The last of our open-house potlucks for 2019 is Oct. 5, 4-8 pm. Please come if you are interested in living and/or farming here, or just to connect, stay in touch, enjoy the farms and home, and hear more about what we are doing. Please call (401)710-9784 to RSVP.
During that weekend, homes and other solar installations around the country will open their doors for people to see, get inspired, and learn more about what it takes, what it looks like, and just what it’s like to live solar. So we’ve added this open house to the National Solar Tour, so there will be more emphasis on the solar, energy efficiency & conservation, and carbon farming aspects of life at Listening Tree.
If you are interested in Listening Tree Co-op owner-membership, but the Oct. 5 date doesn’t work for you, please call to arrange a tour at another time.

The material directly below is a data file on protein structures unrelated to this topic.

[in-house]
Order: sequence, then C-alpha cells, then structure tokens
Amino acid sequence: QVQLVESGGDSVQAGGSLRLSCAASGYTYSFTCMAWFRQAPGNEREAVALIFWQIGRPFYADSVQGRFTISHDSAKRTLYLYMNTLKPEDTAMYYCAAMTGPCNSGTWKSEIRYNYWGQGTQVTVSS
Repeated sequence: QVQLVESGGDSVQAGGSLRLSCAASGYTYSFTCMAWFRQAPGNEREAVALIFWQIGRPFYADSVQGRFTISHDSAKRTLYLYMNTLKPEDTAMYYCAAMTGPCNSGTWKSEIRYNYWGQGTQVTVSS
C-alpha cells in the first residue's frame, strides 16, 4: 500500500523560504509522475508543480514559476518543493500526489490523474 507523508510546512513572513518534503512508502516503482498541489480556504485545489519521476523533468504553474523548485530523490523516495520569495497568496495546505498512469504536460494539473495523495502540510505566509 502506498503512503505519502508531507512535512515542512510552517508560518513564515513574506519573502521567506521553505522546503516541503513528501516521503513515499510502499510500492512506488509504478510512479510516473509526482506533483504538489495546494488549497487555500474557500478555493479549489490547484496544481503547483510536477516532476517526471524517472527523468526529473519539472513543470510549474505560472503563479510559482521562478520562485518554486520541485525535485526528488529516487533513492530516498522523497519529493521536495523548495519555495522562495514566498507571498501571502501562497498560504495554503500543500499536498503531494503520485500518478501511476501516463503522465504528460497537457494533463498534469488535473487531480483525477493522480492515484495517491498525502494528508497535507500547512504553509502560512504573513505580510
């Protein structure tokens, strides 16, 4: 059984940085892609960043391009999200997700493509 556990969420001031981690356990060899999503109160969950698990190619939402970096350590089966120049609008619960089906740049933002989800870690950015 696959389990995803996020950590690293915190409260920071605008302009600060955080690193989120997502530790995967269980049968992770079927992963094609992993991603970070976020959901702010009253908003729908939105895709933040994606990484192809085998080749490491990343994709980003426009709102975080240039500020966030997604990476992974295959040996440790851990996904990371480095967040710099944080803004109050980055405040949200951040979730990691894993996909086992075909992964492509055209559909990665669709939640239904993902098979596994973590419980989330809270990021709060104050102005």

A new event @ Listening Tree, Saturday, March 3, 2018 at 11 AM – 1 PM
One of our founding associate members, Ben Goldberg built a bow shed on site for a farm-scale vermiculture project. Our soil was laced with Round-Up for decades before we bought the property, and in places it was as dead as a rock, only hosting lichens and mosses and early successional plants. The soil needs the amazing microbiological boost only worm castings can bring. So with Conor Lally, Ben launched our first social enterprise beyond the farms. The bow shed is a passive solar, wind-compatible design with plenty of room for commercial-scale worm bins. Now’s your chance to learn from Ben about his squirmy permie wormies.
Composting with worms is practical, easy, educational, and fun. Red wiggler worms efficiently convert food scraps into a dynamic soil amendment, a nutrient- and organism-rich compost. On top of that, worm ecosystems provide a remarkable glimpse into the natural world.
This workshop will cover various worm bin designs, worm ecology, care and feeding, and separating the castings for use. This will be an interactive workshop, to be held on site at Listening Tree’s vermiculture operation.